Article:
Keith Frikken - Purdue University

Jan 19, 2005

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"Hidden Access Control Policies with Hidden Credentials"

Abstract

In an open environment such as the Internet, the decision to
collaborate with a stranger (e.g., by granting access to a
resource) is often based on the characteristics (rather than the
identity) of the requester, via digital credentials: Access is
granted if Alice's credentials satisfy Bob's access policy. The
literature contains many scenarios in which it is desirable to
carry out such trust negotiations in a privacy-preserving manner,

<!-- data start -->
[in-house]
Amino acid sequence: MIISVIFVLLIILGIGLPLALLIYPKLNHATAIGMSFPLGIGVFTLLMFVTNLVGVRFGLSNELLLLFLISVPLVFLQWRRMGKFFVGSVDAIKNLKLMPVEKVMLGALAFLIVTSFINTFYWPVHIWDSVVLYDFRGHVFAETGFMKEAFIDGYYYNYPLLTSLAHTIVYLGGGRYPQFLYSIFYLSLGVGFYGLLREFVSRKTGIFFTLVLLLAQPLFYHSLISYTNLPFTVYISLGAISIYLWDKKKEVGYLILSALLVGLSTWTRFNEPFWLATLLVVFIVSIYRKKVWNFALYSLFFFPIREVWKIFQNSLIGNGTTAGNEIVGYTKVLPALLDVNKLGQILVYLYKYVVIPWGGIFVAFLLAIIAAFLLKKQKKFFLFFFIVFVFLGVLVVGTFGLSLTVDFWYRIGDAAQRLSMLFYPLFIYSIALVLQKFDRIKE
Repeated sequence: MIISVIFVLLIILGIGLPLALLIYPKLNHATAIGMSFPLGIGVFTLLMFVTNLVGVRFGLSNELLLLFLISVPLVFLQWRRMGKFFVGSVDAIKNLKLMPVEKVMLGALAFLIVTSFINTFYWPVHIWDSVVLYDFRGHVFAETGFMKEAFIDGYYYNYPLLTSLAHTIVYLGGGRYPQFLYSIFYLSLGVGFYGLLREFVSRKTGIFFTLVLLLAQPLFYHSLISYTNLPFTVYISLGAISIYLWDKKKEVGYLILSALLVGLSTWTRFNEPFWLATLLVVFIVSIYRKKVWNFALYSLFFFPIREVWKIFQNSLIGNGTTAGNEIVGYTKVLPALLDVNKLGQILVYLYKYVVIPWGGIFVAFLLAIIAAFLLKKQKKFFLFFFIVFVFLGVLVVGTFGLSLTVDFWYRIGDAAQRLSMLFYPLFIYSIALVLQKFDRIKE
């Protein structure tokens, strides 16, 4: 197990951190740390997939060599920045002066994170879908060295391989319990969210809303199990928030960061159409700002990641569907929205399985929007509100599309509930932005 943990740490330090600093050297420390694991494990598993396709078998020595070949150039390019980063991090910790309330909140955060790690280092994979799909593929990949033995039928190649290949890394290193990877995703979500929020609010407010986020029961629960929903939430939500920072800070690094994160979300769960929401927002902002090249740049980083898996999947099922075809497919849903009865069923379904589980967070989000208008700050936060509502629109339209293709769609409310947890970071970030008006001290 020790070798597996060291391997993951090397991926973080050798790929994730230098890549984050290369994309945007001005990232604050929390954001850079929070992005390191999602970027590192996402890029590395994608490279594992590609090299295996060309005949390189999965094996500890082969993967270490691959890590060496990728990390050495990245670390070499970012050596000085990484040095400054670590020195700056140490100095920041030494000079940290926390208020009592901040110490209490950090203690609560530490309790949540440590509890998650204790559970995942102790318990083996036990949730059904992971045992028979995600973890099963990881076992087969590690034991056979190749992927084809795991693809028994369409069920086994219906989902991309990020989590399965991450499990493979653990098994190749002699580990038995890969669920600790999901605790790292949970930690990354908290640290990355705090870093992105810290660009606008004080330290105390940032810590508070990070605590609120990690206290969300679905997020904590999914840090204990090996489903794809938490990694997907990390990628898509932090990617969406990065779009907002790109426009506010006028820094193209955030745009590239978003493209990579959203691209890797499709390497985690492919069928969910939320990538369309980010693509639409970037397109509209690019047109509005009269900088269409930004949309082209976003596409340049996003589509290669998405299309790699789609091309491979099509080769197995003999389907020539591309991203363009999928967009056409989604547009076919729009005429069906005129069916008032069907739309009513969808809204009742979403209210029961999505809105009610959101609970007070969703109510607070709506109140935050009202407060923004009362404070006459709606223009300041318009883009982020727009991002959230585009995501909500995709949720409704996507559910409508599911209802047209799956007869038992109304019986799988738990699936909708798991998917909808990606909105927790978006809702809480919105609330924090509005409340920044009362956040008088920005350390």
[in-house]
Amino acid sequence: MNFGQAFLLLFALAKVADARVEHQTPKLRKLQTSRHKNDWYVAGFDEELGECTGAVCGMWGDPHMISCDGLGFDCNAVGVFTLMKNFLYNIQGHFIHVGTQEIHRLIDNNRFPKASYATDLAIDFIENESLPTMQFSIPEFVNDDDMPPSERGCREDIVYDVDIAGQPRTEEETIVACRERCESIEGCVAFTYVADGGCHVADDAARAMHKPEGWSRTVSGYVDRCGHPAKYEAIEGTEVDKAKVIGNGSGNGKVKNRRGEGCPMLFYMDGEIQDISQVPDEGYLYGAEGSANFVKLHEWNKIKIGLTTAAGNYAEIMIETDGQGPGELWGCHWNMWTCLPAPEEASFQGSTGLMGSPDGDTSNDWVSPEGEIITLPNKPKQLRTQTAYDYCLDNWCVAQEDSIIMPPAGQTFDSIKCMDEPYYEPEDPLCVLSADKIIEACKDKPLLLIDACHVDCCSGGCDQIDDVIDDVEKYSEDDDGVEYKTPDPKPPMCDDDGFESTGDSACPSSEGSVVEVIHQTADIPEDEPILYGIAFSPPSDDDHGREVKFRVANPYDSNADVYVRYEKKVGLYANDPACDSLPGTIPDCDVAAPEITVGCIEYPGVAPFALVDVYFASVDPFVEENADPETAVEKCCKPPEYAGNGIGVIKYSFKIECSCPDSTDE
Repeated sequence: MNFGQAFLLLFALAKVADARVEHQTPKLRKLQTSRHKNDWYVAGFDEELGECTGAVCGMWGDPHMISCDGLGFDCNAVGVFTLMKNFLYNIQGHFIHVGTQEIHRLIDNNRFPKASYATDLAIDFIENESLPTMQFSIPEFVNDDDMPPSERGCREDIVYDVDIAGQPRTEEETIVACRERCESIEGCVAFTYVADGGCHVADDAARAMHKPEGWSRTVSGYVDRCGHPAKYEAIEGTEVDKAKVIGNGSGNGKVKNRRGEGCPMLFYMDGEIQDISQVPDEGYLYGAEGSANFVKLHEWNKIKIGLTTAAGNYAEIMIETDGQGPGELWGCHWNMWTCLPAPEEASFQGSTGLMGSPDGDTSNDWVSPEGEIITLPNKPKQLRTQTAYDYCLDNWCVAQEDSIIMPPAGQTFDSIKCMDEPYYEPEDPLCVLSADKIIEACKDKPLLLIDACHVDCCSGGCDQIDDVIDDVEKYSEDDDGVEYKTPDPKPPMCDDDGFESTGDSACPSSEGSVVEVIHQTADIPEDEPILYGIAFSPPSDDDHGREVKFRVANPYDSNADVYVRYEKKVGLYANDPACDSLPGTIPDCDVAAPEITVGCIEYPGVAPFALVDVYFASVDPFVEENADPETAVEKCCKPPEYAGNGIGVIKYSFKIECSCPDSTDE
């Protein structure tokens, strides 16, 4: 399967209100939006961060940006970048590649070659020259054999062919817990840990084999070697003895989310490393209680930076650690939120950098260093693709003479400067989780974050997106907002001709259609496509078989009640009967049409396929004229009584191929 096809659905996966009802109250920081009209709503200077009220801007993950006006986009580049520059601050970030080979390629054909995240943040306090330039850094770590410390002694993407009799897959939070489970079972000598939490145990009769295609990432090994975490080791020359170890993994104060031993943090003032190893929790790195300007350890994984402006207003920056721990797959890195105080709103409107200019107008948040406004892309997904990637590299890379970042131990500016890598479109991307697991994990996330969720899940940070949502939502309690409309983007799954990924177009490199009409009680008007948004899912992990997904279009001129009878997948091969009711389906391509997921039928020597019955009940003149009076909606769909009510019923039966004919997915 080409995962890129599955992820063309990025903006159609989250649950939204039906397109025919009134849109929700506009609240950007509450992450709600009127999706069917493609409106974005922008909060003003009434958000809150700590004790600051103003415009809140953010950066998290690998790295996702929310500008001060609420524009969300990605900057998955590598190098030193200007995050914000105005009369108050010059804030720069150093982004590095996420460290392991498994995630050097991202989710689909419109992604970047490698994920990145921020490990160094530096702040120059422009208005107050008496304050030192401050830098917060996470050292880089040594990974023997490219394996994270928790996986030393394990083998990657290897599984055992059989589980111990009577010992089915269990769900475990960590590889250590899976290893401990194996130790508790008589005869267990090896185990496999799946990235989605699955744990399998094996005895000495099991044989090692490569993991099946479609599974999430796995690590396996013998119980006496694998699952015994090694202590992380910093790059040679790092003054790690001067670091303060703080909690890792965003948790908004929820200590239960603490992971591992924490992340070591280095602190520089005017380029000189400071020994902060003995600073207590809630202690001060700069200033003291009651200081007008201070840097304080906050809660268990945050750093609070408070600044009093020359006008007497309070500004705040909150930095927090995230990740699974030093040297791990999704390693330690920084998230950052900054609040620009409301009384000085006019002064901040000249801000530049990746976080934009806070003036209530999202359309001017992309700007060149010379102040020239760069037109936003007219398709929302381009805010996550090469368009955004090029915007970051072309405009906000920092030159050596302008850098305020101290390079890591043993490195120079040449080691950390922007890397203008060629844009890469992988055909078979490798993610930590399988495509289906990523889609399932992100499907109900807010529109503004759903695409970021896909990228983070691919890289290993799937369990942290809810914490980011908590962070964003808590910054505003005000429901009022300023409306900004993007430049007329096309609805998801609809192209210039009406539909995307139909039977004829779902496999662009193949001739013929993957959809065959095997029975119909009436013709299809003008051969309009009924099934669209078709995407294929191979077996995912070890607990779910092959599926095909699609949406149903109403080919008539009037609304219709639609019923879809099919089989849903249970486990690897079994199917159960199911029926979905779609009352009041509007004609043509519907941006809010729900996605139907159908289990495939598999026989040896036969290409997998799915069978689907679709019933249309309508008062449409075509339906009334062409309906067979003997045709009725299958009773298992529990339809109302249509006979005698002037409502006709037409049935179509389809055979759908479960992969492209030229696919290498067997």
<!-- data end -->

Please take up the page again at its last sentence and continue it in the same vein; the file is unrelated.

i.e., so as minimize the disclosure of credentials and/or of
access policies. Elegant solutions were proposed for achieving
various degrees of privacy-preservation through minimal
disclosure. We present efficient protocols that
protect both sensitive credentials and sensitive policies. That is,
Alice gets the resource only if she satisfies the policy, Bob
does not learn anything about Alice's credentials (not even whether
Alice gained access or not), and Alice learns neither Bob's policy
structure nor which credentials caused her to gain access.

About the Speaker

Keith Frikken is a doctoral student in computer science
at Purdue University. His research interests are are in security
and databases. His specific interests in security include: secure protocols, privacy, and access control.



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